Pike spearing brings a ton of action to ice fishing.
The great thing about ice fishing is the bevy of methods that can be used to land a fish. Rod and reel and tip-ups are two of the more popular ones. Often forgotten in the mix is the art of spearfishing for northern pike. It's something of a lost art form that involves cutting a large hole in the ice and using fish decoys to draw in northerns.
Given the right conditions, spearers can quickly fill the freezer with plenty of fish using this method. Just watch the video below to see what we mean. The action is fast and furious.
It looks like a ton of fun doesn't it? Pike spearing isn't legal in every state. Places like Wisconsin, Minnesota, North Dakota and Michigan are some of the most prominent states for spearing fish. Usually, only rough fish and pike are legal, so be careful anywhere muskie are present. Some states have specialty seasons for the spearing of lake sturgeon, which uses nearly identical methods. However, the seasons are much shorter and much more highly regulated. Check your local DNR's website for more specific regulations.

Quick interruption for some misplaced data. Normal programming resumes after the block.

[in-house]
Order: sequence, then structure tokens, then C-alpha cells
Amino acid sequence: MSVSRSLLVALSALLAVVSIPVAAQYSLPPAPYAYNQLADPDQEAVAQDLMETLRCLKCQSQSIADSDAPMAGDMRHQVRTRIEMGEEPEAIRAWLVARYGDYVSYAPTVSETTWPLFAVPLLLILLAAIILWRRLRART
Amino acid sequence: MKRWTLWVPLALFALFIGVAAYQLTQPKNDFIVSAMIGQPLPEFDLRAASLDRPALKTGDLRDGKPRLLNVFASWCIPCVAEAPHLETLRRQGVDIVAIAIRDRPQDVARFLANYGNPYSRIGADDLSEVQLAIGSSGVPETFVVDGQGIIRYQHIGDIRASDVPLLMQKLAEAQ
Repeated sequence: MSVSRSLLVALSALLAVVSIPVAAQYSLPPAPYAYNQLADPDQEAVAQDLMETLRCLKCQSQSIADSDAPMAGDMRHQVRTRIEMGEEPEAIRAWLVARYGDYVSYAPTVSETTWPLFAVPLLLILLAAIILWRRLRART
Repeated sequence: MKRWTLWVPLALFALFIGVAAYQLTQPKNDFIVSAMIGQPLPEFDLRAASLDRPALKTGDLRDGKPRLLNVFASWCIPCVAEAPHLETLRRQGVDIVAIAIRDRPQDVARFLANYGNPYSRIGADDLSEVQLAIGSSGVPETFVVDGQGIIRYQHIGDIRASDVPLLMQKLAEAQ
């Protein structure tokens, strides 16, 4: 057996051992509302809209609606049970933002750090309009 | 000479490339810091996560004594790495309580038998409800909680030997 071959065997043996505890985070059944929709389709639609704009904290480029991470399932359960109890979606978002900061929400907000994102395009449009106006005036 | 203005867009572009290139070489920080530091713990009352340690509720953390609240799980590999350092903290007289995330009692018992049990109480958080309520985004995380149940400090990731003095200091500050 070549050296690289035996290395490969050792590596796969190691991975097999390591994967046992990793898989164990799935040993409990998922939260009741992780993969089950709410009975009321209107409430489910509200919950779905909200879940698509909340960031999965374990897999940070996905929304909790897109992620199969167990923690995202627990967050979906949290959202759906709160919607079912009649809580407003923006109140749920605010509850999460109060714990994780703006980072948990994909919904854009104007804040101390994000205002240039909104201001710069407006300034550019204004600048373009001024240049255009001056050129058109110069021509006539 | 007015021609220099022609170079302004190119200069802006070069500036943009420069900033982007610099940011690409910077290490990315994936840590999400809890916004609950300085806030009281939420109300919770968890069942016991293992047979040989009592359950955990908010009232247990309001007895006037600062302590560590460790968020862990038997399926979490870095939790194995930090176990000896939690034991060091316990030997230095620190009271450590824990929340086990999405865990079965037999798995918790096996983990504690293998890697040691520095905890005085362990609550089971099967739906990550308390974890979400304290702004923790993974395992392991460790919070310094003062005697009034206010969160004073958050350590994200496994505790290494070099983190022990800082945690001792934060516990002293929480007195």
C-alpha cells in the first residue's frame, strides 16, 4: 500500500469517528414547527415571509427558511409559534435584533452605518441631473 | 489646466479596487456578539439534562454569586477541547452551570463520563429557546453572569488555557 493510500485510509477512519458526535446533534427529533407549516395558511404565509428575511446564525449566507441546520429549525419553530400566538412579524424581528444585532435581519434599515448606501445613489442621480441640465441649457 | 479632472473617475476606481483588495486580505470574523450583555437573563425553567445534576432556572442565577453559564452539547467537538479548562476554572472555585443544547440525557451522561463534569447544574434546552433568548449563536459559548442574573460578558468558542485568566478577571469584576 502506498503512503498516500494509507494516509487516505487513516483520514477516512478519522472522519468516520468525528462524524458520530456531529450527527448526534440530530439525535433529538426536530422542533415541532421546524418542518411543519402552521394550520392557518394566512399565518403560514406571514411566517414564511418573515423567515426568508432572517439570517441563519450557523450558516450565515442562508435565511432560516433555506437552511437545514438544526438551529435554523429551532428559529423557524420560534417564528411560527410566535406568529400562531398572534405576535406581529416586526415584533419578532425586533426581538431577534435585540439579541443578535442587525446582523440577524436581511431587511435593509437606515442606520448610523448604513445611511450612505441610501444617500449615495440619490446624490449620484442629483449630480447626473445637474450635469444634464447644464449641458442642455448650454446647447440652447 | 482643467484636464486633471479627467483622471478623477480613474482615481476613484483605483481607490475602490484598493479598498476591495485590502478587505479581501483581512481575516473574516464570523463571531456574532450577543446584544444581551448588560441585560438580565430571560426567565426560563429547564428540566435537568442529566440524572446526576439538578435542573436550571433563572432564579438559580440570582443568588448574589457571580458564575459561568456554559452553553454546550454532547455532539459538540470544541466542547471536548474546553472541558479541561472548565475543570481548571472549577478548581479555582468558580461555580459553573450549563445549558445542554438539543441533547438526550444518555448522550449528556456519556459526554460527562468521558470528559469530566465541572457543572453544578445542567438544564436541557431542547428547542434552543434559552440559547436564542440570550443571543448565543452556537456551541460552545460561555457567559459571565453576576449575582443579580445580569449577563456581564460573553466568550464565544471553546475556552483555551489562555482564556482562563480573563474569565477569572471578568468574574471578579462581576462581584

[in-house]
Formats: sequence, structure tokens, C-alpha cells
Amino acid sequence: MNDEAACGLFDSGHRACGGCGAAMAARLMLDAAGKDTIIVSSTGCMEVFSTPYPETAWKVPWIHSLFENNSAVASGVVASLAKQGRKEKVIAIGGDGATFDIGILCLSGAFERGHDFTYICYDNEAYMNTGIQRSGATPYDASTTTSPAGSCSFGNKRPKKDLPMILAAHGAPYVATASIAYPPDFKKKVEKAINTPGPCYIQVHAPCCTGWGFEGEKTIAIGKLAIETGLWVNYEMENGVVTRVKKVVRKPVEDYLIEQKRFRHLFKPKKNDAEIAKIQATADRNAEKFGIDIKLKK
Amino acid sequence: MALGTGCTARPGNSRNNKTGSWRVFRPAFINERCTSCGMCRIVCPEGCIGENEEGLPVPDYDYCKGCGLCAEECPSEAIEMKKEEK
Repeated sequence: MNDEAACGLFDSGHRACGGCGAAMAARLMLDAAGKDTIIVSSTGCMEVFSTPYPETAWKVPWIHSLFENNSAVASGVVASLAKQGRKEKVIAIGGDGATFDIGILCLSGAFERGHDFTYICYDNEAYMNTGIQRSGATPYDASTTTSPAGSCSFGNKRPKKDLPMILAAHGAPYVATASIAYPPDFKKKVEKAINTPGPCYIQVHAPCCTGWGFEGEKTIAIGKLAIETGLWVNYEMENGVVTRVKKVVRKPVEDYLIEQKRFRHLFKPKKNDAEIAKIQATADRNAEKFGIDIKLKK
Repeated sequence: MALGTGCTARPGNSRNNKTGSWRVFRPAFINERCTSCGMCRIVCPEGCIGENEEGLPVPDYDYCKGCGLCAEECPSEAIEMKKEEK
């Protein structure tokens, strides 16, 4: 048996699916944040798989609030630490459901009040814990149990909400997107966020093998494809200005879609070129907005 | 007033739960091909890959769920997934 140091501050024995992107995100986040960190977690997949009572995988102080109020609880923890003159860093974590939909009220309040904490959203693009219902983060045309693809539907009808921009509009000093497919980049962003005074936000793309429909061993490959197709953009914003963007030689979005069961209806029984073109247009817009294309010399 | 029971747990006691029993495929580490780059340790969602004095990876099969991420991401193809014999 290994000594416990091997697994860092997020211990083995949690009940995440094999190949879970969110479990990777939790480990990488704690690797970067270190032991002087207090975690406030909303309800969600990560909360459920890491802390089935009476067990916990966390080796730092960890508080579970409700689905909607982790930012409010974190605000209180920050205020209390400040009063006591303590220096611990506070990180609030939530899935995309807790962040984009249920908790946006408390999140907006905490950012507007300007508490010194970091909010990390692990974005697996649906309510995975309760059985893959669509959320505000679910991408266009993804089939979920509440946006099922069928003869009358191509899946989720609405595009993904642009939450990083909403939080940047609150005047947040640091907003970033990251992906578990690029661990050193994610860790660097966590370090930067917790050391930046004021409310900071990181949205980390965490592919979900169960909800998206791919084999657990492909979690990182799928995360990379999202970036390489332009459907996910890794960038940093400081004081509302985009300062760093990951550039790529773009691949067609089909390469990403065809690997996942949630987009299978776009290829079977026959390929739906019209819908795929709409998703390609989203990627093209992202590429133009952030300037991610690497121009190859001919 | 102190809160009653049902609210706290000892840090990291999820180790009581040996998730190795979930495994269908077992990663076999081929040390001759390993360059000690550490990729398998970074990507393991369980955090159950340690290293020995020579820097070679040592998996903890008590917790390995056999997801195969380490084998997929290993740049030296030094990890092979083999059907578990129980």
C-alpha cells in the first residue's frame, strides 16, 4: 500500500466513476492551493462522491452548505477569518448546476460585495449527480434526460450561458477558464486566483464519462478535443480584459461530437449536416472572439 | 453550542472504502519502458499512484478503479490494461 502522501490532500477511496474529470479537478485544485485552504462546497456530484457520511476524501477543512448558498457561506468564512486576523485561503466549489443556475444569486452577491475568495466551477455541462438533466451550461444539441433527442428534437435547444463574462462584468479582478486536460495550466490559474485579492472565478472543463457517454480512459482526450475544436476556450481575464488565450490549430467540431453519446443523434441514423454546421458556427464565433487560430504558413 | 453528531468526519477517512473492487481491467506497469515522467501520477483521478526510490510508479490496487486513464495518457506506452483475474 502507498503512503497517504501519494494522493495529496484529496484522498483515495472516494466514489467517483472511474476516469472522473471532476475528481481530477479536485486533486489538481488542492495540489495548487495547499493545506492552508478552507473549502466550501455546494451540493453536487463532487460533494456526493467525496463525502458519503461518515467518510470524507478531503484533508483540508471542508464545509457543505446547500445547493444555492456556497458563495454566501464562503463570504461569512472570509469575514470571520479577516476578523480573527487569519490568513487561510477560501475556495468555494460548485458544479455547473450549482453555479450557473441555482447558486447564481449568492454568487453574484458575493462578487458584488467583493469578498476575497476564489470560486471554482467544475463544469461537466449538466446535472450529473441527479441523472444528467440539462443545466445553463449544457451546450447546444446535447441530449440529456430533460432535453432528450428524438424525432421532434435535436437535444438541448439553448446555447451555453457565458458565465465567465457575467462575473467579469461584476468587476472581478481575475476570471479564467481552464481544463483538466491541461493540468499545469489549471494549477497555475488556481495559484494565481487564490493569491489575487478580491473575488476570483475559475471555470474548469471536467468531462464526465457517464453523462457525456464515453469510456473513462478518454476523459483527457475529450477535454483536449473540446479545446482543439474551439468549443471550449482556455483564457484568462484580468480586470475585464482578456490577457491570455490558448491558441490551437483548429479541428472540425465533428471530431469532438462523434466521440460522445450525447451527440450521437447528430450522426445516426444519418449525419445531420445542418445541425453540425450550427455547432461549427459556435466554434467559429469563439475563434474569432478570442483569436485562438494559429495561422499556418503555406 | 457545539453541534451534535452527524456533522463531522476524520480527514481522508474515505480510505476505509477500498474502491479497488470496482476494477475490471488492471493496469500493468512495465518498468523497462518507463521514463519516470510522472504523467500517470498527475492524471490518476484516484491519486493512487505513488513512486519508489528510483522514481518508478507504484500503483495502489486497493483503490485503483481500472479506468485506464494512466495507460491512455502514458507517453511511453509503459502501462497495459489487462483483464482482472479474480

Of course, for this method of fishing does require a bit more gear than fishing for panfish. You can get away with an auger to make the initial hole, but you'll likely want an ice saw of some kind to open the spearing hole to a size large enough to work with. Then you'll need a specialty shanty called a darkhouse. This type of shanty does not have windows because this style of fishing usually takes place in shallow water. The dark shanty prevents the fish from spotting the outline of the anglers sitting on the ice and spooking away.
You will also need a decoy of some kind to jig up and down in the hole to draw the predatory fish in so you can get the tines of the spear in their back. You can also use minnows or suckers for bait. The great thing about this style of fishing is that the pike doesn't have to take the bait for you to catch one. It simply must get into range.
It takes a little practice but darkhouse spearing can be a highly effective method to catch a mess of northern pike for dinner each winter. It's a good way to break the winter blues and have some fun outdoors during times you'd normally be stuck on the couch. Give it a try this season!